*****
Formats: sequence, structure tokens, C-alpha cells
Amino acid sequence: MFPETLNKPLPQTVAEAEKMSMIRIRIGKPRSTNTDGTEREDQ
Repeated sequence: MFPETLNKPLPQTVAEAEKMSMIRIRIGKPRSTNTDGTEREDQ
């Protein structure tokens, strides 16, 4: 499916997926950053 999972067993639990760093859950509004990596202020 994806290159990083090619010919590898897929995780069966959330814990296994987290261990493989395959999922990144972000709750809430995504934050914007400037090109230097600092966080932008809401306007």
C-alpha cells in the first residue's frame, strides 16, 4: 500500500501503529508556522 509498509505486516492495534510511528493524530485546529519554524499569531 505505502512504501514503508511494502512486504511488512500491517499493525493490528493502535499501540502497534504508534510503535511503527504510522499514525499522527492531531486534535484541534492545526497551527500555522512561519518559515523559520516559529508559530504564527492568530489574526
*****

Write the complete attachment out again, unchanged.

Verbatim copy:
Formats: sequence, structure tokens, C-alpha cells
Amino acid sequence: MFPETLNKPLPQTVAEAEKMSMIRIRIGKPRSTNTDGTEREDQ
Repeated sequence: MFPETLNKPLPQTVAEAEKMSMIRIRIGKPRSTNTDGTEREDQ
């Protein structure tokens, strides 16, 4: 499916997926950053 999972067993639990760093859950509004990596202020 994806290159990083090619010919590898897929995780069966959330814990296994987290261990493989395959999922990144972000709750809430995504934050914007400037090109230097600092966080932008809401306007």
C-alpha cells in the first residue's frame, strides 16, 4: 500500500501503529508556522 509498509505486516492495534510511528493524530485546529519554524499569531 505505502512504501514503508511494502512486504511488512500491517499493525493490528493502535499501540502497534504508534510503535511503527504510522499514525499522527492531531486534535484541534492545526497551527500555522512561519518559515523559520516559529508559530504564527492568530489574526